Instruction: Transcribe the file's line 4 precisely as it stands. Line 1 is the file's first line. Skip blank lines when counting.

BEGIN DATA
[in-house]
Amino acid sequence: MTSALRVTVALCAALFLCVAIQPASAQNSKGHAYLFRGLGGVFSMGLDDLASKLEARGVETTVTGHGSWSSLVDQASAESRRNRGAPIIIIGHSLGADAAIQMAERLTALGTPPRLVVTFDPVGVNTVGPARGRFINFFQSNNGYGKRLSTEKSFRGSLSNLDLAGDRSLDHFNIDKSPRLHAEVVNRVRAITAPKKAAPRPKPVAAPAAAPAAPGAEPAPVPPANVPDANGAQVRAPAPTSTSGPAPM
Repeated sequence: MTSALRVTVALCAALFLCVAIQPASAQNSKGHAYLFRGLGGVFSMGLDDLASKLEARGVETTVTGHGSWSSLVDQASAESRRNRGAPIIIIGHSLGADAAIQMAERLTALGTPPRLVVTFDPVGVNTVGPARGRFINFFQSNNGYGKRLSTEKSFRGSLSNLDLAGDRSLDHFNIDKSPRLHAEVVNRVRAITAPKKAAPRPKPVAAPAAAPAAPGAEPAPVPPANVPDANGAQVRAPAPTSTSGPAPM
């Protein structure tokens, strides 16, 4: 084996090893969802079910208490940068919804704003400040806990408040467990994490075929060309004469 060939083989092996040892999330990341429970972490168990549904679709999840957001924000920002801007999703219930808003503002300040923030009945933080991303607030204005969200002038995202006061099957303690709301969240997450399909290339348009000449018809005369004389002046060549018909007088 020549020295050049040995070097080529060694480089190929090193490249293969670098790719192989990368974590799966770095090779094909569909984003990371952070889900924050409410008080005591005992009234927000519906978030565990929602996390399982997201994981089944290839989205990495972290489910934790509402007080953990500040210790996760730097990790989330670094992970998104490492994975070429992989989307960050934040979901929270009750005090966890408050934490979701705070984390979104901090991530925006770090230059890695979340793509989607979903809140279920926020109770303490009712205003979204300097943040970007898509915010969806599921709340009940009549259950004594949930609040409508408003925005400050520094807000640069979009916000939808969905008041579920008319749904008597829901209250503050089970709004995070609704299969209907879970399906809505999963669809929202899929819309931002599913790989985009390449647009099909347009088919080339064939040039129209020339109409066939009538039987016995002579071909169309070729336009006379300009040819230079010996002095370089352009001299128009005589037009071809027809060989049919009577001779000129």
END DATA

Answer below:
């Protein structure tokens, strides 16, 4: 084996090893969802079910208490940068919804704003400040806990408040467990994490075929060309004469 060939083989092996040892999330990341429970972490168990549904679709999840957001924000920002801007999703219930808003503002300040923030009945933080991303607030204005969200002038995202006061099957303690709301969240997450399909290339348009000449018809005369004389002046060549018909007088 020549020295050049040995070097080529060694480089190929090193490249293969670098790719192989990368974590799966770095090779094909569909984003990371952070889900924050409410008080005591005992009234927000519906978030565990929602996390399982997201994981089944290839989205990495972290489910934790509402007080953990500040210790996760730097990790989330670094992970998104490492994975070429992989989307960050934040979901929270009750005090966890408050934490979701705070984390979104901090991530925006770090230059890695979340793509989607979903809140279920926020109770303490009712205003979204300097943040970007898509915010969806599921709340009940009549259950004594949930609040409508408003925005400050520094807000640069979009916000939808969905008041579920008319749904008597829901209250503050089970709004995070609704299969209907879970399906809505999963669809929202899929819309931002599913790989985009390449647009099909347009088919080339064939040039129209020339109409066939009538039987016995002579071909169309070729336009006379300009040819230079010996002095370089352009001299128009005589037009071809027809060989049919009577001779000129």